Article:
Translation: female children born to obese fathers were more likely to be obese and have problems metabolizing carbohydrates. Male children weren’t statistically more likely to be obese, but they did have problems with the hormone leptin, which is a powerful regulator of bodyweight and appetite.
This study took male rats and basically fed them a fast-food diet until they were obese and diabetic. The researchers found that the female children of those fathers had significant changes in the genes controlling insulin secretion from the pancreas. The children’s insulin sensitivity and glucose tolerance that started out bad and got worse over time.
Another study (also in rats) found that female children born to obese fathers had changes to the gene expression in their fat tissue. The authors described the changes as being “consistent with premature aging and chronic degenerative disorders.”
The “diet-induced” part of diet-induced obesity is important, because it’s not clear whether the obesity per se causes these changes, or whether it’s the diet (or both). In other words, one of those metabolically blessed people who can stay thin on a fast-food diet might still have reason to worry about what kinds of epigenetic changes he’s passing on to his children, even if he’s at a normal weight himself.
Feasting and Fasting: Opposite Effects in Women and Men?
Several studies have shown that when mothers endure food scarcity, their children are more likely to be obese, because the fetus gets “programmed” in the womb to deal with an environment where food is precious. But actually, the opposite may be true for fathers.
This fits with evidence from humans showing that if a father overate as a child, his children are more likely to die of diabetes. On the other hand, if the father was born during a year when food wasn’t very available and he probably would have been hungry as a child, his children were protected from cardiovascular disease.
In this study, the researchers took male rats and made them fast (go without food) before mating. The more they made the fathers fast, the better the children’s blood sugar control was. That would fit with the theory that fasting and intermittent fasting affects women and men differently, and that (in general! There are exceptions!) more men seem to benefit from it.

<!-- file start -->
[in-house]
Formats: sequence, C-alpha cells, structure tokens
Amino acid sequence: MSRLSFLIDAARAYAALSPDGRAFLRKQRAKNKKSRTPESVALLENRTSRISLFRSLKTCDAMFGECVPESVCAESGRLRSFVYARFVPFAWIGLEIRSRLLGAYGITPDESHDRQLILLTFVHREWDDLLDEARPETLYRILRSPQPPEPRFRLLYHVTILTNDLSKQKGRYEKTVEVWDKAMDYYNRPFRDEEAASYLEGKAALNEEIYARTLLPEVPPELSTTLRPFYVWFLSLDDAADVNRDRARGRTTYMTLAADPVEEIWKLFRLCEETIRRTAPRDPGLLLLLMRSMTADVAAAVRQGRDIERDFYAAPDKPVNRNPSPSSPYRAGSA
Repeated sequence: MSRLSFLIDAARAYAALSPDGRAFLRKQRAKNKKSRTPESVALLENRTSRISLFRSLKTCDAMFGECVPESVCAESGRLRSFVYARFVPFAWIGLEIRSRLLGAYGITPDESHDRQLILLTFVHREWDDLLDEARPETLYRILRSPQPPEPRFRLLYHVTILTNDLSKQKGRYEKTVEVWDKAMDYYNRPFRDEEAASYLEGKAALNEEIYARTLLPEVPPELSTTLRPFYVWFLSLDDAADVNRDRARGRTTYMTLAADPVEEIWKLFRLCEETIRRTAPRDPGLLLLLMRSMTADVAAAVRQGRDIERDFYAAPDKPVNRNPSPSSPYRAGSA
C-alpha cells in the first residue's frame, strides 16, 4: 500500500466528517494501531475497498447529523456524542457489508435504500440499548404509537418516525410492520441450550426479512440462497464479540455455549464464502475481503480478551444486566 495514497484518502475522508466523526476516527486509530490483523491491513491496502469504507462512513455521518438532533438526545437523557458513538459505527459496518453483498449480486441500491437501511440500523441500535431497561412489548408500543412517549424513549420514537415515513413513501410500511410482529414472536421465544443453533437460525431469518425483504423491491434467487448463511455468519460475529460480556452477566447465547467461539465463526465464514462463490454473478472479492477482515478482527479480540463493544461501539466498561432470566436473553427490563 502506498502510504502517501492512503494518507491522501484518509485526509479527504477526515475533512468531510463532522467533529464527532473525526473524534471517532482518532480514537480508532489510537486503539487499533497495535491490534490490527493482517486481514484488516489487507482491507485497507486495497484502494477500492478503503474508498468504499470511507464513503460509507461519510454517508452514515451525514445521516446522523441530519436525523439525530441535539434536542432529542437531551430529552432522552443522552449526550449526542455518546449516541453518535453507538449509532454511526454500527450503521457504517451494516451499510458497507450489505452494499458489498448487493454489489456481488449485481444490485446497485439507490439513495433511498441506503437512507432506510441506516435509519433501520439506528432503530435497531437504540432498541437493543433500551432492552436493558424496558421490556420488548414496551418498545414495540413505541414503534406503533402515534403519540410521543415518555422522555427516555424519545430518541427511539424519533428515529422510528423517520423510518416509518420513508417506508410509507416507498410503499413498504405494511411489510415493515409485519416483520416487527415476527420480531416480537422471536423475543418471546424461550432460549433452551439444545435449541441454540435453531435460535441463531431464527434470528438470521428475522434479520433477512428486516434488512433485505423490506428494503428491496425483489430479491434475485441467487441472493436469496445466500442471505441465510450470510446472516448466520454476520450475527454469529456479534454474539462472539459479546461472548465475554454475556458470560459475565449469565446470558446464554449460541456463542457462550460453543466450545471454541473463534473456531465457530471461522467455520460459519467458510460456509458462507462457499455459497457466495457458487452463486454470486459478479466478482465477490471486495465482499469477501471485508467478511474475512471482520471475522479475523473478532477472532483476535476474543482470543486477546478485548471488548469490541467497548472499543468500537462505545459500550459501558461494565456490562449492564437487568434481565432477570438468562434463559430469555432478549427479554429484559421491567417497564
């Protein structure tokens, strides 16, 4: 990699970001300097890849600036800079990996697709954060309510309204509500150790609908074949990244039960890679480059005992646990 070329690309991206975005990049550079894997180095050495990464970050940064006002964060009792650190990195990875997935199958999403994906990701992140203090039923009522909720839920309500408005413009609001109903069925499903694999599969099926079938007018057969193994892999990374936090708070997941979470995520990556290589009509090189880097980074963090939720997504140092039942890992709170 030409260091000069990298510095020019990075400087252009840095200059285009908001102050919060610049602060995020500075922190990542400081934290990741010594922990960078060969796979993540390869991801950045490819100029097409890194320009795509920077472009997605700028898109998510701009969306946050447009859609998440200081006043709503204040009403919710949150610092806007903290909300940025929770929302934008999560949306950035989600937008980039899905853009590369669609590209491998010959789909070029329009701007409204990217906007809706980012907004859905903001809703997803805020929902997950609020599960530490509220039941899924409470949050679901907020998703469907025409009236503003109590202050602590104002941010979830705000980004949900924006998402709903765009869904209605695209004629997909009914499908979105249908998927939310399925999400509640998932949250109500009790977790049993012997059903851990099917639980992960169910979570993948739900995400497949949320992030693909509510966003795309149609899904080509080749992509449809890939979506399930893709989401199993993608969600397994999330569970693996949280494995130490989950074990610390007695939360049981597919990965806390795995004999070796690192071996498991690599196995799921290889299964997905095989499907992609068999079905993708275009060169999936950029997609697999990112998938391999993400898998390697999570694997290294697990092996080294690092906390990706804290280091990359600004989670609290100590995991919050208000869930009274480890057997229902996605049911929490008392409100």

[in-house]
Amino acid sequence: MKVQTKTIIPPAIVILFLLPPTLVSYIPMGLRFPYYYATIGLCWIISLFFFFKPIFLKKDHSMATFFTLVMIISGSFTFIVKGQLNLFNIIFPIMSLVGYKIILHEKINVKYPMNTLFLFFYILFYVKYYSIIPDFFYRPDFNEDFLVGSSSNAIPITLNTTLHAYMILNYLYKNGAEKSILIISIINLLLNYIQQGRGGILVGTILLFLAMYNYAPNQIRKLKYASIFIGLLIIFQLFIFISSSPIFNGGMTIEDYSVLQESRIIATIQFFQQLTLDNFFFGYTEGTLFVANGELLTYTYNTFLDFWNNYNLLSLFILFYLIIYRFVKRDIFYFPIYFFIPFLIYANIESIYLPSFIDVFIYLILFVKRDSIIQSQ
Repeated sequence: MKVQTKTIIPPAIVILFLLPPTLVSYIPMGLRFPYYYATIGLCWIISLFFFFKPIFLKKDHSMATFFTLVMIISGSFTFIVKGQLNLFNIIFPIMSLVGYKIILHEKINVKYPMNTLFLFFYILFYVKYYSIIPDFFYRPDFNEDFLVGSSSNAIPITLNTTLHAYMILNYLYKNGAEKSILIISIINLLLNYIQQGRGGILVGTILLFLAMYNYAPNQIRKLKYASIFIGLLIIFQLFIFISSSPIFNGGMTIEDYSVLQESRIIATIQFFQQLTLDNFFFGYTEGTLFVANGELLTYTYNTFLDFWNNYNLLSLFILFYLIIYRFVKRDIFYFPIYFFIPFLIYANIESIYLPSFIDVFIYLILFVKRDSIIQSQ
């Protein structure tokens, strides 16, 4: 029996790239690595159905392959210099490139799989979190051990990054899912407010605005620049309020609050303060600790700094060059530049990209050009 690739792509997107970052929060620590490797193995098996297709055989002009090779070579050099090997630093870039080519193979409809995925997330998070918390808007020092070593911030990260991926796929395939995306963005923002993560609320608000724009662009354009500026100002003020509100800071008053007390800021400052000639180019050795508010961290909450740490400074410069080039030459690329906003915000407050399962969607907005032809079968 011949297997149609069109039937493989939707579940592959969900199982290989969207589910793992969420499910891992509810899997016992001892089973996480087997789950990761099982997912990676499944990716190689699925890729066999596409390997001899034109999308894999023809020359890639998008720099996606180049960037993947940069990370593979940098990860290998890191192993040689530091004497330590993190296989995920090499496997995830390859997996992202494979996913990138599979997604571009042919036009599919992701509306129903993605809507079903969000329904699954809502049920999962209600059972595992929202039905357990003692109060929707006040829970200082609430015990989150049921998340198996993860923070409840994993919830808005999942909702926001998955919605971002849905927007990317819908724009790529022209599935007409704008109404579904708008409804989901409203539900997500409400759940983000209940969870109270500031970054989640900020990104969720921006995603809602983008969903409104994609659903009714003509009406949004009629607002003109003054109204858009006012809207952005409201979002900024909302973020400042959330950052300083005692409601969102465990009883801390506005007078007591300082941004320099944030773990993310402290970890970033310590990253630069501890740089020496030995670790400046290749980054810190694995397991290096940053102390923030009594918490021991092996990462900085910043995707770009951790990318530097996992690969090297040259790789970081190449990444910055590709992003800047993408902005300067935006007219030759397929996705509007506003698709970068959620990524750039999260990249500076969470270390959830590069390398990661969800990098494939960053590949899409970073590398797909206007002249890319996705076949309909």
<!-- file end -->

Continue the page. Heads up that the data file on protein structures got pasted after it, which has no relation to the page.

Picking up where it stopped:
Do We Know Enough to Make Recommendations?
Not really. These studies suggest that if a couple is trying to conceive, it would probably be good for the man to…
- Make sure he’s getting enough folate (liver and green leafy vegetables).
- Not eat a junk-food diet
- Not eat excessive amounts of food in general
As for specific fasting protocols or anything else – there just isn’t enough research to get into it.
Summing it Up
Women’s diets during conception and pregnancy get a lot of scrutiny (and often some really holier-than-thou judgment, which never helps).This isn’t about extending diet perfection judgment to men as well as women! But presuming that fathers are just as invested in the health of their future children as mothers are, it’s important for men to know that what they eat before conception can affect their baby for his or her whole life.
Folate seems to be important, and so does not gorging on junk food (in general, not gorging on junk food always tends to be a good plan). Fasting occasionally might be helpful. Most of these studies are really new, so keep an eye out for more research coming down the line!